When I began conceptualizing Democratic Intuition, in 2013, my approach was rooted in historical and theoretical research and shaped by confronting my limited understanding of the ideas and practice of the democratic. Before this project I had spent the previous five years examining national identification, xenophobia, the political ramifications of nation-state discourse, the asymmetrical nature of globalization and how this affects where I am from—and, last but not least, the notion of postcolonial aesthetics. The focus on the nation-state led me to inquire how we practice the democratic through various political discourses. At the outset, I quickly realized that apart from vague and populist conceptions, I did not understand the practice of the democratic. Therefore, I moved forward with an abstract question: if democracy is founded on the impossible choice between exercising my nation-state-granted freedoms as an individual while having to recognize the individual freedoms of another, how can I reciprocate democracy? Moreover, how would I use representation as a tool to unpack and investigate this question? The question felt—and still feels—urgent. It is clear that the ways in which the economic, political, and social situations were established and how they now function do not produce wholesale equity, shared access to resources, beneficial participation in governance, and the well-being of the general public.
I had previously thought that the role of representation is a straightforward one. There is a direct link between political discourse and what I try to do as a painter. An artist aims to represent, to depict, to render something. In politics, “to represent” could be defined as a way of “speaking on behalf of” or “to stand in for” or “decide for.” As a painter who focuses on the human body, this project resonated with me because the body is fundamental to coming to terms with all notions of representation. Consequently, Democratic Intuition examines the complexities of what it means to represent something or someone. The intricacies of representation bring to the fore some of the most pressing epistemological and gnoseological concerns.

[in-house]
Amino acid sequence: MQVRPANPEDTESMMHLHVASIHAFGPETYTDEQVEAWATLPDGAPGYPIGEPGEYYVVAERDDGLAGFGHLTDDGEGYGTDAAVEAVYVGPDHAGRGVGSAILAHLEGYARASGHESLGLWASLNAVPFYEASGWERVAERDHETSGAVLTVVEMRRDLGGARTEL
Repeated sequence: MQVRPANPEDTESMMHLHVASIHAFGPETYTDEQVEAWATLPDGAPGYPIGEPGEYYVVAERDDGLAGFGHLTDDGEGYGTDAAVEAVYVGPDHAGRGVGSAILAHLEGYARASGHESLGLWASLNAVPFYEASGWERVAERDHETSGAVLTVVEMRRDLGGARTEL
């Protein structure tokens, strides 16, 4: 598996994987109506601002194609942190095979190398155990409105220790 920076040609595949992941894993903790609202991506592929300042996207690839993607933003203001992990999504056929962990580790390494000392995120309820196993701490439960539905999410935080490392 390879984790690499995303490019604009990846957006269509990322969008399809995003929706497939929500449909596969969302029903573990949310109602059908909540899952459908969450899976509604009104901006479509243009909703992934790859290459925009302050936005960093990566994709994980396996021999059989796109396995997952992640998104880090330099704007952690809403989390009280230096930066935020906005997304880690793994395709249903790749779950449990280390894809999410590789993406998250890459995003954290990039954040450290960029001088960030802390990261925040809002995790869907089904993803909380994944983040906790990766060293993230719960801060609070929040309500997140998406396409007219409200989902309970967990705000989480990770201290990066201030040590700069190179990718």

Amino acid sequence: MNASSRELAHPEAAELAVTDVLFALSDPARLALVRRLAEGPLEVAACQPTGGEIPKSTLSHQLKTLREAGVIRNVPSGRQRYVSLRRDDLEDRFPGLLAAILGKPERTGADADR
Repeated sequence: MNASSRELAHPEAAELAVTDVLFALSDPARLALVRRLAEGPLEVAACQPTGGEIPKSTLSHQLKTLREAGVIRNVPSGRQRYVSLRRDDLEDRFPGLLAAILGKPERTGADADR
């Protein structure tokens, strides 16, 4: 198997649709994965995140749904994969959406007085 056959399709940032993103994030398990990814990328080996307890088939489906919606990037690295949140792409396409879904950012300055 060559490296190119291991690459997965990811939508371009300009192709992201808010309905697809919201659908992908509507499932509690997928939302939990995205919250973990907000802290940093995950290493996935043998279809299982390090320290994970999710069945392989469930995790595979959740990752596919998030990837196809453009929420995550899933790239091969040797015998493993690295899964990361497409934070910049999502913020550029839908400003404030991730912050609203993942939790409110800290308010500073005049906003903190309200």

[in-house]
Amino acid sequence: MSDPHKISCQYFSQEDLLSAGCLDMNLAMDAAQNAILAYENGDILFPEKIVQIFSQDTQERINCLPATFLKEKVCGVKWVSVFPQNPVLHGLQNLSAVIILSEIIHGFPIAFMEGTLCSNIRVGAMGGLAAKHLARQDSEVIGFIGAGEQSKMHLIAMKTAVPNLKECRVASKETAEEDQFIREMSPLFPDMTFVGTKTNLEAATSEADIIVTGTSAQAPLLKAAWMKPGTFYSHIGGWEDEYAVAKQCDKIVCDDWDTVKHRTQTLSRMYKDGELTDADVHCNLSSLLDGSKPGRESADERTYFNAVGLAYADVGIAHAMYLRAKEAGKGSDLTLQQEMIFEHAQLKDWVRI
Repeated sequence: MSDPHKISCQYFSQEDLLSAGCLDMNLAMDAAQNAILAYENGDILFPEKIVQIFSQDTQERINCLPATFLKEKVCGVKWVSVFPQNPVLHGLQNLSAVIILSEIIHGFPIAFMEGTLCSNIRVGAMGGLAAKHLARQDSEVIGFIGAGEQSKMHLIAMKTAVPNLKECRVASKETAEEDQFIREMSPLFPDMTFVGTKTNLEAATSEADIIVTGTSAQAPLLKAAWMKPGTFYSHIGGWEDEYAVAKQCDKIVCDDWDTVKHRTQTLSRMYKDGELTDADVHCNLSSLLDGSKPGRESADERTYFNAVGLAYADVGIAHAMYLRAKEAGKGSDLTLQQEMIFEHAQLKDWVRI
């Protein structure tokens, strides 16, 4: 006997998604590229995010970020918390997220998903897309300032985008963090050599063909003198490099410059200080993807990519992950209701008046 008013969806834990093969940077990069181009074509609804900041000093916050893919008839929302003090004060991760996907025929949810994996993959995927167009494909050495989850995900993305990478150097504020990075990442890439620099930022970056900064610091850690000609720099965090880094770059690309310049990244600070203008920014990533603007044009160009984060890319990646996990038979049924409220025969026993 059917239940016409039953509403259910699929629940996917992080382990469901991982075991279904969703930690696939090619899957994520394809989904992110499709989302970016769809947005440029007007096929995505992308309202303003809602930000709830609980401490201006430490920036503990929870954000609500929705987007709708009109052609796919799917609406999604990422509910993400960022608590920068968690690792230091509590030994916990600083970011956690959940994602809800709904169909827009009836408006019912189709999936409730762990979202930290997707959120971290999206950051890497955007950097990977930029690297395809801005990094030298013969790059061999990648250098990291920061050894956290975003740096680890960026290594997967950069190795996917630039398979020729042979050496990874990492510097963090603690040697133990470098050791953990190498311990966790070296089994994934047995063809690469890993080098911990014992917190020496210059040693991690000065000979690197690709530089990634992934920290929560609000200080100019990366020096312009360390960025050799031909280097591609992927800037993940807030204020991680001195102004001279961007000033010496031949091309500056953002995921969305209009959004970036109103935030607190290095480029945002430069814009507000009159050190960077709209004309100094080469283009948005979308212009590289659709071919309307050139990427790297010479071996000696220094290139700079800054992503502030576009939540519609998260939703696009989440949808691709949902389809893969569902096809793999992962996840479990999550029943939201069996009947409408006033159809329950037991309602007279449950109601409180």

From the beginning, skepticism about democracy was built into the project because it was evident to me how almost all of society’s institutions and systems came with built-in biases and injustices. Such a sentiment was captured well by W. E. B. Du Bois’s theorization of democracy, which I encountered early on in my research. For Du Bois, democracy always involves a tense and delicate balance of multiple opposing perspectives. Most importantly, he argues that democracy “is the method of showing the whole experience of the [human] race for the benefit of the future.” Democracy depends on recognizing the worth of each person’s “feelings and experiences to all.” According to Du Bois, any social system or institution that excludes anyone automatically reveals that democracy cannot be realized. Or to put it differently, the practice of democracy remains impossible because it is an ideal that can never anticipate the effects and progression of capitalism (with which democracy is always intertwined) and its abuses. The subject who can realize the democratic project does not exist and cannot be constructed through Western humanism.